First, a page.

AAV patients on rituximab respond poorly to COVID-19 vaccination

Nearly three-fourths of patients fail to mount effective immune response

Patricia Inacio, PhD avatar

by Patricia Inacio, PhD |

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Nearly three-quarters of ANCA-associated vasculitis (AAV) patients treated with rituximab fail to mount an effective immune response against SARS-CoV-2, the virus that causes COVID-19, following two doses of vaccines.

That’s according to data from the U.K.-based OCTAVE trial, which evaluated immune responses to vaccines in patients with reduced immune system activity due to either the nature of their disease or immunosuppressive treatment.

The findings, reported in “SARS-CoV-2-specific immune responses and clinical outcomes after COVID-19 vaccination in patients with immune-suppressive disease,” in Nature Medicine, add to previous studies that underscore an association between the immunosuppressive therapy rituximab and poor responses to COVID-19 vaccines with AAV.

“The OCTAVE study has demonstrated which patients may remain at greater risk of [COVID]-19 despite vaccination and where we need to focus further efforts to find ways to protect the most vulnerable groups in society,” Thushan de Silva, MD, PhD, one of the study’s authors at the University of Sheffield, said in a university press release.

The findings offered reassurance “that the majority of our immunocompromised patients in the U.K. have been protected from severe [COVID]-19 by the vaccination program,” said Iain McInnes, MD, PhD, the lead trial researcher and the vice-principal and head of University of Glasgow’s College of Medical, Veterinary and Life Sciences.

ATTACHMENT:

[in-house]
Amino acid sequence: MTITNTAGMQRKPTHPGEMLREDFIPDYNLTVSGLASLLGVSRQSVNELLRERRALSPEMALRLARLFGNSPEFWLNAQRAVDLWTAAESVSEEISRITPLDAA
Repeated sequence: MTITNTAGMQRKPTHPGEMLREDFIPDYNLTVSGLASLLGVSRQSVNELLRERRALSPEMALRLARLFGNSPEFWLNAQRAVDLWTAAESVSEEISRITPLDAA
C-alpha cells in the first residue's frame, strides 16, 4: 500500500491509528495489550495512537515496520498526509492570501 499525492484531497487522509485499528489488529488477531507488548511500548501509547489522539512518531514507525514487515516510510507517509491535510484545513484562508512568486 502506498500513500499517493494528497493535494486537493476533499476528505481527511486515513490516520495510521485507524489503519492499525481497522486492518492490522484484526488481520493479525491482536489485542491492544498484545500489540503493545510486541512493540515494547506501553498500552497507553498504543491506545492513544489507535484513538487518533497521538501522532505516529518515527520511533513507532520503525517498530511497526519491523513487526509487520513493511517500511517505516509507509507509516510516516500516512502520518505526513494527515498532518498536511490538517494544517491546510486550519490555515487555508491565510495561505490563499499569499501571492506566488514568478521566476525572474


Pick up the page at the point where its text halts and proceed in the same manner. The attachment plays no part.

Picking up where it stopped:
Vaccines work by training the immune system to recognize a specific invader. They do this by triggering the production of antibodies that recognize a particular protein in a virus or bacterium. They also induce a immune cell-based “memory” of the invader, allowing a faster and more potent immune response in case there’s a re-infection.

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Low rate of response to vaccine with AAV

Population studies have shown that people on immunosuppressive therapy, the mainstay of AAV treatment, had a higher risk of severe COVID-19 and death — the reason vaccination was urged for these at-risk populations.

Follow-up studies have reported a suboptimal response to vaccines in those with certain chronic diseases or receiving immunosuppressive treatment. “In general, these studies have focused on specific disease [groups] and few have robustly evaluated cellular immune responses,” the researchers wrote.

The OCTAVE (Observational Cohort Trial-T-cells Antibodies and Vaccine Efficacy in SARS-CoV-2) study measured real-time immune responses after two doses of a COVID-19 vaccine in 2,881 patients treated with an immunosuppressive therapy or with chronic disorders that affect the immune system.

These included 35 AAV patients on rituximab (sold as Rituxan, with biosimilars available). The therapy works by killing B-cells, an immune cell that produces antibodies, not only those that fight infections, but those involved in the abnormal immune responses that drive AAV and other autoimmune diseases. The study included 236 healthy people who served as controls.